Our No-Stock Investment Portfolio
Our annual Tofurky feast is rapidly approaching. That’s the time of the year when we present a portfolio that offers the potential of stock-like returns but does so without holding any common stocks. I call it the Tofurky portfolio, after the ersatz Thanksgiving roast, a concoction of tofu and wheat protein.
I assembled our first Tofurky package two years ago, in the midst of the great financial crisis and accompanying bear market. It was my response to the reaction of many shell-shocked investors who vowed that they would never again own stocks. I didn’t believe then -- and still don’t believe now -- that you should permanently redline an entire asset class. But I certainly sympathized with investors who saw shares of sound companies get crushed mercilessly day after day, regardless of whether the pounding was deserved.
So, I designed the Tofurky portfolio. It is composed entirely of common-stock alternatives, including bonds, preferred stocks, gold, energy, commodities and whatever else is timely (see The 2008 No-Stock Portfolio).
Tofurky tasted great in 2009 (see How Our No-Stock Portfolio Fared in 2009) and has been pretty palatable in 2010, too. That’s not surprising, given that bond prices have advanced smartly and prices of natural resources have zoomed. The stock-free portfolio returned 23% in its first year of existence and, after I made a few tweaks a year ago, gained 8% in the second year through November 17.
This time, the potential opportunities aren’t so generous. Yields are so low that the risks of owning bonds are much higher than are the rewards. The price of gold has doubled in barely more than three years. Oil, industrial-metal and grain prices are also elevated. Stocks, too, have recovered. Their prices are back to their levels before the 2008 crash. Still, Kiplinger’s expects stocks to be one of the best areas to invest in over the coming year.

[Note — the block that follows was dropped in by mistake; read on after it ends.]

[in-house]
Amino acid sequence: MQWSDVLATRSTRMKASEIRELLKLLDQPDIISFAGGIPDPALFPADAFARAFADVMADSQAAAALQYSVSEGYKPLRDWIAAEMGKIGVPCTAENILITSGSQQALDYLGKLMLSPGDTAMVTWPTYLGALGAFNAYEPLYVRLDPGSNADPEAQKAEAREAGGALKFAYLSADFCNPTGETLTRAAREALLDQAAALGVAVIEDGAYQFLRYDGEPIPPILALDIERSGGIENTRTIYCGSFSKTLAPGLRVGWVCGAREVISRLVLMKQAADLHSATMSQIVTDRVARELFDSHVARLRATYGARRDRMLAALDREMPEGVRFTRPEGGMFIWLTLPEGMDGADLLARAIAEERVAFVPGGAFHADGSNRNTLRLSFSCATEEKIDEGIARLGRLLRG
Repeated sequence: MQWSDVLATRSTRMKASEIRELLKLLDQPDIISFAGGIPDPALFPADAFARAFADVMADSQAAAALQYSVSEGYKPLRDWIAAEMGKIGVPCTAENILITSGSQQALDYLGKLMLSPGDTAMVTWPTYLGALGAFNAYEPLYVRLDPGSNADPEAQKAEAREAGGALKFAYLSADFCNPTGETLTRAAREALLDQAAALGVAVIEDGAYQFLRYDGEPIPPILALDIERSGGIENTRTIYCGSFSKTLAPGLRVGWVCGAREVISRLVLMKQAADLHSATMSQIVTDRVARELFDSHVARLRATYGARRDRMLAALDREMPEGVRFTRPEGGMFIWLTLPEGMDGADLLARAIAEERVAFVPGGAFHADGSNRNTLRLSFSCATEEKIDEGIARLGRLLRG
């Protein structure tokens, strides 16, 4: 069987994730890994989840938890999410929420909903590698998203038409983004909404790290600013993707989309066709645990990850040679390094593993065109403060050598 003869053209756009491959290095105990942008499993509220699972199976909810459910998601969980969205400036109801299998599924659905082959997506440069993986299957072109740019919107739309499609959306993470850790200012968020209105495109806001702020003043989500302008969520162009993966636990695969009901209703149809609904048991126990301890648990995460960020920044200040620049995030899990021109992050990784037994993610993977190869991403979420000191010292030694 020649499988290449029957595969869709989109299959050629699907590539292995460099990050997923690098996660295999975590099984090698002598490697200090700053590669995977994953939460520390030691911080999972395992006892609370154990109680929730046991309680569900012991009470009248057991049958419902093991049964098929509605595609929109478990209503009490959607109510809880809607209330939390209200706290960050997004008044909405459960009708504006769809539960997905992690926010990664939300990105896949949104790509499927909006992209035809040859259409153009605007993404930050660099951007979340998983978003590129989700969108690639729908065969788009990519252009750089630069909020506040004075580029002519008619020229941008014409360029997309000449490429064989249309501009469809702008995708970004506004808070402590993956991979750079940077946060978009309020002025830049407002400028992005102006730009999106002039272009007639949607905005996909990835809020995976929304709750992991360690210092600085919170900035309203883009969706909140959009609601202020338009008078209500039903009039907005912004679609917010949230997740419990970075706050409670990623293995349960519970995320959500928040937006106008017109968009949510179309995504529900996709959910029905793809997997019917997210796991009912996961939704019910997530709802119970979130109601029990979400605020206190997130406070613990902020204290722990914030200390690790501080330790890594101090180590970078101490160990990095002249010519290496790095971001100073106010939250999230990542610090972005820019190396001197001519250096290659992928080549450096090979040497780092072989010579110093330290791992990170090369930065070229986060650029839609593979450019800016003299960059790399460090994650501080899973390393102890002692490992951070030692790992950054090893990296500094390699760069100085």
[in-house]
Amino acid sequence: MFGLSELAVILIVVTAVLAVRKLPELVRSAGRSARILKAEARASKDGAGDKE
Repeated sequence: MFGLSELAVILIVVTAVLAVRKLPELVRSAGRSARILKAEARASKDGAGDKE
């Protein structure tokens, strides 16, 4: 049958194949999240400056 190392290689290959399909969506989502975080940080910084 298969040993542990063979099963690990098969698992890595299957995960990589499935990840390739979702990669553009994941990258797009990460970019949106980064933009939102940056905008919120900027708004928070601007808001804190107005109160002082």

But now that I’ve established Tofurky as a Thanksgiving tradition, I can’t just take it off the menu. So, for committed no-stock investors, here are my suggestions for 2011:
Bonds return the most when interest rates are falling and both the economy and the creditworthiness of borrowers are improving. The current post-recession cycle, with its low appetite for credit, is not typical. Still, interest rates could rise quickly if the economy starts to generate substantially more jobs. That would hurt bond returns (bond prices move in the opposite direction of interest rates). I think long-term rates will head up a bit over the coming year, but the jump will be limited -- probably no more than a percentage point. And I don’t expect a big rise in defaults among corporate bond issuers. So in 2011, I suggest that you spread your bond money equally among three categories:
• High-yield corporate bonds: 15%
The best way to invest in junk bonds is through a low-cost mutual fund run by an experienced manager. Even if these risky bonds don’t appreciate in the year ahead, you’ll collect a yield of about 6% to 7%. Plus, junk funds should be fairly immune to a moderate, gradual rise in interest rates. A good choice is T. Rowe Price High Yield (symbol PRHYX).
• Build America Bonds: 15%